Torisu, H, Kira, R, Ishizaki, Y, Sanefuji, M, Yamaguchi, Y, Yasumoto, S, Murakami, Y, Shimono, M, Nagamitsu, S, Masuzaki, M, Amamoto, M, Kondo, R, Uozumi, T, Aibe, M, Gondo, K, Hanai, T, Hirose, S, Matsuishi, T, Shirahata, A, Mitsudome, A & Hara, T 2010, 'Clinical study of childhood acute disseminated encephalomyelitis, multiple sclerosis, and acute transverse myelitis in Fukuoka Prefecture, Japan', Brain and Development, vol. 32, no. 6, pp. 454-462. https://doi.org/10.1016/j.braindev.2009.10.006
Torisu, Hiroyuki ; Kira, Ryutaro ; Ishizaki, Yoshito ; Sanefuji, Masafumi ; Yamaguchi, Yui ; Yasumoto, Sawa ; Murakami, Yoshihiko ; Shimono, Masayuki ; Nagamitsu, Shinichiro ; Masuzaki, Mayumi ; Amamoto, Masano ; Kondo, Rikako ; Uozumi, Tomohiko ; Aibe, Miyuki ; Gondo, Kenjiro ; Hanai, Toshio ; Hirose, Sinichi ; Matsuishi, Toyojiro ; Shirahata, Akira ; Mitsudome, Akihisa ; Hara, Toshiro. / Clinical study of childhood acute disseminated encephalomyelitis, multiple sclerosis, and acute transverse myelitis in Fukuoka Prefecture, Japan. In: Brain and Development. 2010 ; Vol. 32, No. 6. pp. 454-462.
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AU - Torisu, Hiroyuki

AU - Kira, Ryutaro

AU - Ishizaki, Yoshito

AU - Sanefuji, Masafumi

AU - Yamaguchi, Yui

AU - Yasumoto, Sawa

AU - Murakami, Yoshihiko

AU - Shimono, Masayuki

AU - Nagamitsu, Shinichiro

AU - Masuzaki, Mayumi

AU - Amamoto, Masano

AU - Kondo, Rikako

AU - Uozumi, Tomohiko

AU - Aibe, Miyuki

AU - Gondo, Kenjiro

AU - Hanai, Toshio

AU - Hirose, Sinichi

AU - Matsuishi, Toyojiro

AU - Shirahata, Akira

AU - Mitsudome, Akihisa

AU - Hara, Toshiro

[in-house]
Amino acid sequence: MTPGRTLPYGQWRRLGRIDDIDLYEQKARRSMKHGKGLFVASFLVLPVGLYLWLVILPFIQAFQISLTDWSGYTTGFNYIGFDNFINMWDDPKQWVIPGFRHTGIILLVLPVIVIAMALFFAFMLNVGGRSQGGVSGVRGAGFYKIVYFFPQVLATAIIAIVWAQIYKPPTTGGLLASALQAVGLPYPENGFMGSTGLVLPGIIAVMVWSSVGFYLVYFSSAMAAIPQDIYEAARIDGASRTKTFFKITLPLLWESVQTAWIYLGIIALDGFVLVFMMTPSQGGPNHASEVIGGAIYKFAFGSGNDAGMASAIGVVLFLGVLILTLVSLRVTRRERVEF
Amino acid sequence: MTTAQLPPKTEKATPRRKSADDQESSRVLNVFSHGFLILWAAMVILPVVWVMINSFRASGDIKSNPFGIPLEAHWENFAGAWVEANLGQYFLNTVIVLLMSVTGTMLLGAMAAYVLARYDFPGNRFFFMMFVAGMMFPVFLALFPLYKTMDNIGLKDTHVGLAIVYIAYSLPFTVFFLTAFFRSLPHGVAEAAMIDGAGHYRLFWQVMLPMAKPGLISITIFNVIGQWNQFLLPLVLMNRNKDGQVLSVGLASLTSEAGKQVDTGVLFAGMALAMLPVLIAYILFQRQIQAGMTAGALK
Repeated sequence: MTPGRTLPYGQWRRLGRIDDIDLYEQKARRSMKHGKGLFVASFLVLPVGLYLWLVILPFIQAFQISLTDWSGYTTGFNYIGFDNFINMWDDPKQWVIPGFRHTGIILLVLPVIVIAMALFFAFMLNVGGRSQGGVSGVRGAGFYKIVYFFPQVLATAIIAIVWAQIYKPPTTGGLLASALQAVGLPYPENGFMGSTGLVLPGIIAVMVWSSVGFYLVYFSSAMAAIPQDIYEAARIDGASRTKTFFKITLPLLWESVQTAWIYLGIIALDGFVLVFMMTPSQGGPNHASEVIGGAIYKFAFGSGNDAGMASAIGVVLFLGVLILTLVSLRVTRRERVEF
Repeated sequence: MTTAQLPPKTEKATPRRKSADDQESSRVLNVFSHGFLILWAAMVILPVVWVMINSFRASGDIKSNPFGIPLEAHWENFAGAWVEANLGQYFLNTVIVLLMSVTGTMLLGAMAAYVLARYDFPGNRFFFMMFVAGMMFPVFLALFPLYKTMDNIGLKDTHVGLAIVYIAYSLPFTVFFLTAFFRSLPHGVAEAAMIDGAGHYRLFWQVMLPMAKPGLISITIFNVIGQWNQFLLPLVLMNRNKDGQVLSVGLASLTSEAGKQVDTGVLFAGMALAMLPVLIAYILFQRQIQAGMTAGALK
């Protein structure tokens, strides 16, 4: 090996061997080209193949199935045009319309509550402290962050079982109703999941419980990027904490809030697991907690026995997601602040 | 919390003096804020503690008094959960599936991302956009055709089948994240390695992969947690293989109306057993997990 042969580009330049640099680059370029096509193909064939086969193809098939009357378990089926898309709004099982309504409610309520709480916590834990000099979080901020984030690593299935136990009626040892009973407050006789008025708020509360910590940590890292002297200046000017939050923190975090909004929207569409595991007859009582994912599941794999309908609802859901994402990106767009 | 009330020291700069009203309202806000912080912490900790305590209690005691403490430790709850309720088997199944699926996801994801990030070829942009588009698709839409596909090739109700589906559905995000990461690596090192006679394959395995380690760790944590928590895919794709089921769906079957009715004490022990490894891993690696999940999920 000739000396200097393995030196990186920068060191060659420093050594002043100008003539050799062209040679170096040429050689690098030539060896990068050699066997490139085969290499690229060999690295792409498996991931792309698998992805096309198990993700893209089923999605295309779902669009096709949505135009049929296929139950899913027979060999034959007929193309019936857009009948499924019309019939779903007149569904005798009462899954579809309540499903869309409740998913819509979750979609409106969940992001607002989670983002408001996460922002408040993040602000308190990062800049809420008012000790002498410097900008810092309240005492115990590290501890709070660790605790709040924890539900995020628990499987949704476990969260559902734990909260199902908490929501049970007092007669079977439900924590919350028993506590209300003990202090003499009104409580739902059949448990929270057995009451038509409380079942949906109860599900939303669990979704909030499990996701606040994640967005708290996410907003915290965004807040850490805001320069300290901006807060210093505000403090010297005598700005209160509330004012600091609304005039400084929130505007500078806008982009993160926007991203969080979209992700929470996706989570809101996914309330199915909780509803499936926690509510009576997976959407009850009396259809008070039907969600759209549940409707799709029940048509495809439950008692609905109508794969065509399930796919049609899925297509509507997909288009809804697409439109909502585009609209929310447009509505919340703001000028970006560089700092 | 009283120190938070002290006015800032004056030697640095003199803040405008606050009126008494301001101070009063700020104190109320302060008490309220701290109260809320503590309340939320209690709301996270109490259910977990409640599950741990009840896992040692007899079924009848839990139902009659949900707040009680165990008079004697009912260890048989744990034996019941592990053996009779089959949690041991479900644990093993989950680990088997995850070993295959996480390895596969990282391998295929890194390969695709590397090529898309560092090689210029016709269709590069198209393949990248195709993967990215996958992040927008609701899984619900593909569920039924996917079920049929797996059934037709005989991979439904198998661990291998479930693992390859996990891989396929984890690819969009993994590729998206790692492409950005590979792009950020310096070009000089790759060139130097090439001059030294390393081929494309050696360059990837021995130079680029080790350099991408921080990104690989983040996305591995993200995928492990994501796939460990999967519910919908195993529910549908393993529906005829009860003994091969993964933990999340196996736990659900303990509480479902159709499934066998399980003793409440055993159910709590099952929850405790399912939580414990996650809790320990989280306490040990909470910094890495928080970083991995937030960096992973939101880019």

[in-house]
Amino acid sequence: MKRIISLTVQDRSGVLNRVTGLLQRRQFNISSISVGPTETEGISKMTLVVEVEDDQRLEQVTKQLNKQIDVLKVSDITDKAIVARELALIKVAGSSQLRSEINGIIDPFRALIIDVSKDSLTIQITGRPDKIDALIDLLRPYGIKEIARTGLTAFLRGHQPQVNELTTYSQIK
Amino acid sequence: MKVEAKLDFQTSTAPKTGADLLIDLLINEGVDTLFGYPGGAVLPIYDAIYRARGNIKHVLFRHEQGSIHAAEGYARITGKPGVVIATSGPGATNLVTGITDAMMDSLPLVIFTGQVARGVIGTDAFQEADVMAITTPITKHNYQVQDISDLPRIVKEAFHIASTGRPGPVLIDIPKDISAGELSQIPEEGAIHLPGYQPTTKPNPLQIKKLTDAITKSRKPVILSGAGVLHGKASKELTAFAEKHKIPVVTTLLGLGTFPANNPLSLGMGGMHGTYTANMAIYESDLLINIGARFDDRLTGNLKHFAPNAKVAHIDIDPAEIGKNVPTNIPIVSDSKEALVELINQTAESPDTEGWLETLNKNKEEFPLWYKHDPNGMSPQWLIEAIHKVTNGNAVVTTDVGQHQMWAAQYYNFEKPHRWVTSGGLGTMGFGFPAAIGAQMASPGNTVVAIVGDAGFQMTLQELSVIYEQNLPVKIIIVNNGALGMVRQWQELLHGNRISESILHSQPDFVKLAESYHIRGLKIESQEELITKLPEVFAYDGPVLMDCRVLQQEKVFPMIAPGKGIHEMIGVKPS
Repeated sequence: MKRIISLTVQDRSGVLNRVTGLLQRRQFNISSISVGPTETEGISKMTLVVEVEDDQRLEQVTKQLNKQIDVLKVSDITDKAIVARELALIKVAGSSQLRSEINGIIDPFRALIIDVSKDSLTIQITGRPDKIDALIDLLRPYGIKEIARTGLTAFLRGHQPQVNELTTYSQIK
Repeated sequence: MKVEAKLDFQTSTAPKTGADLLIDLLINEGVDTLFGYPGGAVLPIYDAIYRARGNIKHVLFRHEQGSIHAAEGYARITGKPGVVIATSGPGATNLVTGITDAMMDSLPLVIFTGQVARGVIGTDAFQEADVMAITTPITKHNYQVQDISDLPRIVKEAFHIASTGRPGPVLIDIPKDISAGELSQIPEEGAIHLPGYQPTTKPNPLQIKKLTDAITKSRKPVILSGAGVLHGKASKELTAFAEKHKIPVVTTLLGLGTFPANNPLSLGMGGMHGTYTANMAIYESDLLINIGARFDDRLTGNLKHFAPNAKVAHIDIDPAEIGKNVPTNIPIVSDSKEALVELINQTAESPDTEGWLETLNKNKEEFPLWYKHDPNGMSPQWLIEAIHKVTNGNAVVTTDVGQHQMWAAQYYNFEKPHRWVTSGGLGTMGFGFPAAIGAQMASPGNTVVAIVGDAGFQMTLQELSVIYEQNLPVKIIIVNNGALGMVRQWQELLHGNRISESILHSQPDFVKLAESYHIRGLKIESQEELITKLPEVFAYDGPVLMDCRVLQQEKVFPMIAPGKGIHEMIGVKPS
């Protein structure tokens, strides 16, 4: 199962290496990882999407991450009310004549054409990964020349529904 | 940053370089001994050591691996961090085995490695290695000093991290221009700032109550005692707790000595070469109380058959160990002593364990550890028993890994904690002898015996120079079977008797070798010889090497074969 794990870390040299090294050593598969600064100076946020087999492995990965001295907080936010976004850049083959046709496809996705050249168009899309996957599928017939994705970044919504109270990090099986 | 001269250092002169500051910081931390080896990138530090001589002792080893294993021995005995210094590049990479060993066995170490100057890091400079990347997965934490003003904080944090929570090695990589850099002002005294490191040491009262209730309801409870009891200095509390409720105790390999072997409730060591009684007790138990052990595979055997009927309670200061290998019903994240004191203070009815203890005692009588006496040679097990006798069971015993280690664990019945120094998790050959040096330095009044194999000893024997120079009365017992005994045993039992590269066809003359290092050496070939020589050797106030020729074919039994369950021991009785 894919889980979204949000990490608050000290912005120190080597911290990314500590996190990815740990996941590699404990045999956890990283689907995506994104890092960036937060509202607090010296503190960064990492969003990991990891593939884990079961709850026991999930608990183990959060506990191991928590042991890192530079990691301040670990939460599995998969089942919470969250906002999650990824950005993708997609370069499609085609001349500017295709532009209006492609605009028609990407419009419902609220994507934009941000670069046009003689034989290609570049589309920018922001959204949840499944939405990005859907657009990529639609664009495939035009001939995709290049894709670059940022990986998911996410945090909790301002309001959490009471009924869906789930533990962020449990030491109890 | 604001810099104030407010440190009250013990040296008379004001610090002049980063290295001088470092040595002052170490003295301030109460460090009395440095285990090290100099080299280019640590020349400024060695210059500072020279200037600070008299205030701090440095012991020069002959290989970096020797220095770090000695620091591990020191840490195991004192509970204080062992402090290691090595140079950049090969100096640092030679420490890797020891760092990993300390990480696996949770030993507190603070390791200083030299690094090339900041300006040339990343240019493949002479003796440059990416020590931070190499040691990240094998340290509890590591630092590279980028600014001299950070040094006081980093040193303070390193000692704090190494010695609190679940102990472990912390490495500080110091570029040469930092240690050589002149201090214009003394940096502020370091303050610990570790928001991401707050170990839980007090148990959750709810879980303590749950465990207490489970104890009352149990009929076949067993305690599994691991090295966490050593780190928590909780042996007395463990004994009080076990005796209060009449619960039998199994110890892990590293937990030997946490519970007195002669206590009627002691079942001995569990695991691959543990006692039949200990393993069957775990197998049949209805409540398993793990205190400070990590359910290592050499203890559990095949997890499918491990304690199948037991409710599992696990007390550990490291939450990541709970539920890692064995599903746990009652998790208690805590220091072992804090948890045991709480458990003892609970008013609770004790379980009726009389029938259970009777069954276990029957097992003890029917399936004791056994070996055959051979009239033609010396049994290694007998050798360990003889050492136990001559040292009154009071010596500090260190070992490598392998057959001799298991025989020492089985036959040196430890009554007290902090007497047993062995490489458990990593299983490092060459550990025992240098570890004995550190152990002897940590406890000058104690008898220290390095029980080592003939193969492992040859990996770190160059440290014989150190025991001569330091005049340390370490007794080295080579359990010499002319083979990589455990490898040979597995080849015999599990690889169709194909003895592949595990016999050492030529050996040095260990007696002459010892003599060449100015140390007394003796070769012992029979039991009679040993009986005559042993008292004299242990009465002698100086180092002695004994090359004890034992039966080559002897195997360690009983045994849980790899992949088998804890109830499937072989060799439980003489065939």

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N2 - Acute disseminated encephalomyelitis (ADEM) has recently been studied in several countries owing to the development and wide spread use of imaging technology, but few epidemiological studies of childhood ADEM have been undertaken in Asian countries. To perform a comprehensive survey of ADEM and related diseases in Japanese children, we conducted a multicenter, population-based study on childhood ADEM, multiple sclerosis, and acute isolated transverse myelitis in Fukuoka Prefecture, Japan. We identified 26 children with ADEM, 8 with multiple sclerosis, and 4 with acute transverse myelitis during 5. years between September 1998 and August 2003. The incidence of childhood ADEM under the age of 15. years was 0.64 per 100,000 person-years, mean age at onset was 5.7. years, and male-female ratio was 2.3:1. The prevalence of childhood multiple sclerosis was 1.3 per 100,000 persons. The mean age at onset of multiple sclerosis, 9.3. years, was significantly higher than that of ADEM. Nineteen (73%) and four (15%) patients with ADEM experienced antecedent infectious illnesses and vaccinations, respectively, within 1. month before the onset. Clinical and radiological findings of ADEM revealed that the frequency of seizures, mean white blood cell counts in cerebrospinal fluid, and the frequency of subcortical lesions in Fukuoka study, seemed to be higher than those in previous non-Asian studies. These findings suggest that there are ethnic or geographical differences in the incidence and clinical features of ADEM, and that there might be potent genetic or environmental risk factors for ADEM distinct from those for multiple sclerosis.